House Training Small & Sensitive Dogs
Housetraining small breeds can be a challenge!
The answer is ERRORLESS MANAGEMENT
total 100% supervision,
total confinement (crate training) when you can't
The hardest part is "total" ... It's so hard to keep something no bigger than a hamster in your total vision at all times, but therein lies the issue. Out of sight, probably pottying!
Management is the most effective tool you have. Baby gates or a playpen to keep her in the same room you are in, or leash her to your chair or belt so she can't ever be more than a leash length away at any time. If the dog is really tiny, a "kangaroo pouch"! If you have to answer the phone or make dinner, put her in her crate or a playpen in the room you are in. Take her outside on an unfailingly regular schedule - every hour on the hour and make every outing a party with cheering and cookies.
No correction! if caught in the act and scolded, the next time the dog will find a "safe place" - unseen. Not because she's sneaky, but because being yelled at is unpleasant, so to be avoided. If you don't know how to ask, or have become afraid of the person you need to ask, you will find a safe place to go. Behind the couch, down the hall, in the basement.
Be committed to discovering just what little signal - pause mid step / ear twitch / sniffing pattern she does right *before* she squats so you can redirect and respond with "Do you need to go out?" "YAY! Let's go OUTside!!" You can also teach her to ring a bell to go outside. Once she knows how to tell you that she'd like you to open the door, the rest will be much easier.
Potty pads are one more step to get rid of if the ultimate goal is to get your pup to go outside. If you must have an indoor toileting area in the interim, try a low sided tray with a piece of sod or dirt - copy the surface of the intended outside target. In the long run, having an indoor potty area will slow down the process of getting the pup to go outside, so avoid it if you can.
If you live in an apartment or condo and you have an outdoor deck, you might consider a litter box. Many tiny dog owners train their little apartment dogs to go in a litter box instead of making the trek into the great outdoors. For difficult house training challenges, it can be an option. Check out the Pup-Head Portable Dog Potty with K-9 Grass!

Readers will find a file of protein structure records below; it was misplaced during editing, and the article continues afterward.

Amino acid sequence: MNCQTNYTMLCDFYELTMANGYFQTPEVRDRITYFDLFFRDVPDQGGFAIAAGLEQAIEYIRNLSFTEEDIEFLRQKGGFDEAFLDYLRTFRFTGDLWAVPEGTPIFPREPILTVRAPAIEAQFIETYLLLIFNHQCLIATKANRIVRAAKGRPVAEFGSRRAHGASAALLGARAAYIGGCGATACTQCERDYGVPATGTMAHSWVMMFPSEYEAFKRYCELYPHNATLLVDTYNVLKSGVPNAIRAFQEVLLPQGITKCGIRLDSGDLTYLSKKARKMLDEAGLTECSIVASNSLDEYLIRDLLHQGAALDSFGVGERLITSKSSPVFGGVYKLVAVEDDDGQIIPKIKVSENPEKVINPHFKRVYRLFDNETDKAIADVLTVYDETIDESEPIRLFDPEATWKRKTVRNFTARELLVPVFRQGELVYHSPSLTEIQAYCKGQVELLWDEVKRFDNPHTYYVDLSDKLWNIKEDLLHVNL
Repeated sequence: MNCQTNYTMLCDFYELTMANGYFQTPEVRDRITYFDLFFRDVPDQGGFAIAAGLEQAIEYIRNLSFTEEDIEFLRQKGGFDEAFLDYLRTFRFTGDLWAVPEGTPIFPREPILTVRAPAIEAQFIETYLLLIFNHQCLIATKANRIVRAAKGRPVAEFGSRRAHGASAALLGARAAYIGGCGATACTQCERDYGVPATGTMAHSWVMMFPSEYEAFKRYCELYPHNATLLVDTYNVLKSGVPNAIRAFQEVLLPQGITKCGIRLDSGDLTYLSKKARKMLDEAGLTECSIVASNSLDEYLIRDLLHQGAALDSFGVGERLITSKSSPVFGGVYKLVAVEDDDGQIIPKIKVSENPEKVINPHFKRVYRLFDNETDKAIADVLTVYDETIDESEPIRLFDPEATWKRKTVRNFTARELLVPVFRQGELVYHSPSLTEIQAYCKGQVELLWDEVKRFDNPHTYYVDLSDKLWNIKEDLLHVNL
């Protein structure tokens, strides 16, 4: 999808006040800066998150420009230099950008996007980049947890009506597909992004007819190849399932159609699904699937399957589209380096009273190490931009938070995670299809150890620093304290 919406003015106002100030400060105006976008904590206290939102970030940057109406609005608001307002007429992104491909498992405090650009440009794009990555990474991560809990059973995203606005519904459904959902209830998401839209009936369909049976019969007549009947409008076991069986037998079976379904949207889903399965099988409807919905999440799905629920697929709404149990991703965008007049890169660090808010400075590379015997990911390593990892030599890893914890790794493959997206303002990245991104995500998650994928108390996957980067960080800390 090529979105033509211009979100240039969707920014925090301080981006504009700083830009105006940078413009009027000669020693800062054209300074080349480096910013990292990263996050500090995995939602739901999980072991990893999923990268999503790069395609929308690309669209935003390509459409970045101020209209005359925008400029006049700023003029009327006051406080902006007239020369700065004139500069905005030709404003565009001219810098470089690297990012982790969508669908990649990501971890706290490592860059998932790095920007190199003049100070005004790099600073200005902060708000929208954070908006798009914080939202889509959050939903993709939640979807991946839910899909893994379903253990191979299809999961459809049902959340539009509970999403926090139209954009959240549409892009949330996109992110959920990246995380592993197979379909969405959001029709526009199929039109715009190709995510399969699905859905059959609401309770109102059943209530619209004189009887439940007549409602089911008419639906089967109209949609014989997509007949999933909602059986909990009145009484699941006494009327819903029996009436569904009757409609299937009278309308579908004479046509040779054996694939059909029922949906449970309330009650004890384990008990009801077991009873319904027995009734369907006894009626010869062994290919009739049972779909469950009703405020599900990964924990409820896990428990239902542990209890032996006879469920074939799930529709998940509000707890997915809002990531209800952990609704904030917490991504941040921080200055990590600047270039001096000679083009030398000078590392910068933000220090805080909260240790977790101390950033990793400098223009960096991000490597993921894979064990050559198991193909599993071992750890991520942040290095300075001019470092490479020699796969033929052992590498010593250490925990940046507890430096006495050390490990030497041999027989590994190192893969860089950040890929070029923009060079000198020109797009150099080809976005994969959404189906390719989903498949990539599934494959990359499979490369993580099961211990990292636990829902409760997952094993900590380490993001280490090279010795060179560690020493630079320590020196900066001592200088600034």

Litter box training video
COMFORT IS KEY!
Is your puppy mentally and physically comfortable outside? If the big world is scary, the stairs to get there are terrifying, or the grass is wet and cold, your puppy is naturally going to prefer the warmer, safer indoors and will avoid you, rather than ask to be taken out to the dreaded yard. Especially at night when it is dark and there are boogeymen in the shadows and it's colder!
Help them enjoy the yard when it's not so cold or scary. Spend time outdoors when it is warmer, playing, sitting in the sun with your little peanut on your lap to help him learn that the yard is safe and a great place to run and have fun. Get your puppy used to being under your umbrella when it's not raining so it won't be one more hard thing about being outside when there's precipitation. Buy him a comfy coat. Shovel a path in the snow so he can find the grass.
Stay with your puppy! Stay with him so the instant he is finished, you can have a happy celebration and run to the house. When your puppy discovers that the fastest way to get back inside where it's warm is to hurry and go quickly, your trips will be a lot shorter! Cold or frightened dogs don't like to be locked out alone. By staying with them, they know the way back in is a sure thing. A dog door can also be a huge help once they are potty trained and know to go outside. Then they can go out when they need to and spend as much or as little time as they want without feeling locked out.
Marking? Marking is about leaving messages, and it's different than a house training issue.
Dog diapers - belly bands for boy dogs. If you can't watch your dog, these will keep his messages to himself and off your furniture!
This handout may be reprinted in its entirety for distribution free of charge and with full credit given:© CAROL A. BYRNES "DIAMONDS IN THE RUFF" Training for Dogs & Their People -ditr_training @ hotmail.com - http://www.diamondsintheruff.com